Nitish Kumar is isolated

Back at home base Back at home base: Rajiv Pratap Rudy | Aayush Goel

WHEN HE WAS first elected to the Lok Sabha in 1996, Rajiv Pratap Rudy was seen as a 'giant killer', having won from Chapra—former Bihar chief minister Lalu Prasad's stronghold. In the 2014 general elections, he won the Saran seat, defeating Lalu's wife, Rabri Devi. Today, as Union minister of state with independent charge of skill development and parliamentary affairs, he spends most of his time in Delhi. But he is never too far from his home state. A licensed commercial pilot, Rudy will be in Bihar campaigning, ensuring the BJP passes the crucial test with flying colours. Excerpts from an interview:

The BJP and the JD(U) had fought the polls together all these years, under Nitish Kumar's leadership, and are fighting each other now. What has changed?

It was in 1994 that Nitish Kumar split with Lalu Prasad . From then on, he has always positioned himself against Lalu. His political leadership and growth were on account of that posturing. The common factor that the BJP and Nitish shared was that we were both opposed to Lalu and his politics. That brought us closer, and we became partners.

When Narendra Modi came to the centre stage of the BJP and the NDA, Nitish jumped the queue and wanted to claim the space of Muslim votes. After the national executive where they invited Modi to dinner and pulled out of it, the two of us fell out. He actually broke it off. He wanted to edge out Lalu and the BJP, and garner Muslim votes and emerge as the compromise candidate for the post of prime minister. All that visualisation did not work.

Both parties are staking claim over the development in the state. Which aspects would you claim?

Till recently, Nitish Kumar was seeking a special status and special package for Bihar. When Prime Minister Modi announced a package, he said it was repackaged. If the money was there already, why was the work not carried out? It is also funny that he then went on to announce a package of his own.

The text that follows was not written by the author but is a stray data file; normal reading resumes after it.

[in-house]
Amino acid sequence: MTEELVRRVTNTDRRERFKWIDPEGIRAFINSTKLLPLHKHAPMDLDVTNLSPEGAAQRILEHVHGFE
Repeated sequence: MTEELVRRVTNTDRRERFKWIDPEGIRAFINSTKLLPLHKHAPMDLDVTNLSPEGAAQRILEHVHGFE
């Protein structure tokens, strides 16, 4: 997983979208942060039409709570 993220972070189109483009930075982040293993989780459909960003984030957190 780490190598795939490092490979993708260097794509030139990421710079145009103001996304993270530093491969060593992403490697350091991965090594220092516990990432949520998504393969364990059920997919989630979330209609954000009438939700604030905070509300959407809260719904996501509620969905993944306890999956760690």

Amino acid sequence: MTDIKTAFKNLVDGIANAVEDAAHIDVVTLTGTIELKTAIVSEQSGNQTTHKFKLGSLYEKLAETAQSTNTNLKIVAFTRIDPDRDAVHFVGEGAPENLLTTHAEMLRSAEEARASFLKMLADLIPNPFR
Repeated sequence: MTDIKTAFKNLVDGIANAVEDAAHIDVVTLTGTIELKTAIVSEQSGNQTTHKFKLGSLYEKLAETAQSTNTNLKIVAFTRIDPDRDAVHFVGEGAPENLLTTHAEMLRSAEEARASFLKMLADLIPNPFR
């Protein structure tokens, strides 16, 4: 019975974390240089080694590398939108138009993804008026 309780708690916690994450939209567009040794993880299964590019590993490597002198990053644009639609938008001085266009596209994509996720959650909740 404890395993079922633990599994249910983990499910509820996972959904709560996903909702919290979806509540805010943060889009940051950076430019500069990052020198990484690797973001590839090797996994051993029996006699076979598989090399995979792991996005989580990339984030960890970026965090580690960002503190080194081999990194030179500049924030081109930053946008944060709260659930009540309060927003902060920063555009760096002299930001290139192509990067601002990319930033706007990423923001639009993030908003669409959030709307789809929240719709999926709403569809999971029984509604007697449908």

It looks like a personal battle between Modi and Nitish Kumar.

It is not personal at all. The day we decided to part ways, we had decided to fight the elections alone, with or without smaller partners like Upendra Kushwaha.

Today, things are very different for Nitish. He is a lot weaker, with most of his close people, from Jitan Ram Manjhi to Gyanendra Singh Gyanu to Shakuni Choudhary, leaving him. He is isolated.

Lalu's party used to contest all 243 seats. Now they will contest 100. His people are not willing to accept this, or Nitish's leadership. Last time, the BJP fought 100 seats and the JD(U) 137. We now have the advantage of a lot more seats; in fact, the largest number.

Nitish has many things stacked against him—anti-incumbency, arrogance. The BJP, on the other hand, has a Central government. Nitish has now got himself an image of someone who will oppose the Centre, like Delhi Chief Minister Arvind Kejriwal. It will be a discordant government like in Delhi, and the people of Bihar know better.

After the BJP's debacle in Delhi, is Bihar the testing ground for Modi's popularity?

It is not so. The first 25 years of the state saw the Congress play in the name of secularism, and there was absolutely no development. The next 15 years saw Lalu Prasad and the jungle raj. The next ten years were under the leadership of Nitish, [it was] no better—no new investments came, agriculture remained stagnant. The Congress divided society into Hindus and Muslims, Lalu into forwards and backwards, but Nitish divided society most of all, into pichda and atipichda, dalit and mahadalit, forward Muslims and backward Muslims. He has done it all.

In this scenario, the prime minister has established the development card, and has forced Nitish to talk development.


Identity proof
Bihar voters will find the photographs of their candidates, as well as the party symbols, on the electronic voting machines. This is the Election Commission's way of dealing with the namesake phenomenon that had become a big challenge in the recent elections. Take, for instance, the 2014 Lok Sabha elections. In the Mahasamund constituency in Chhattisgarh, there were eleven candidates named Chandu Lal Sahu, including the BJP's. The BJP then approached the Election Commission saying the Congress was behind the dirty trick.

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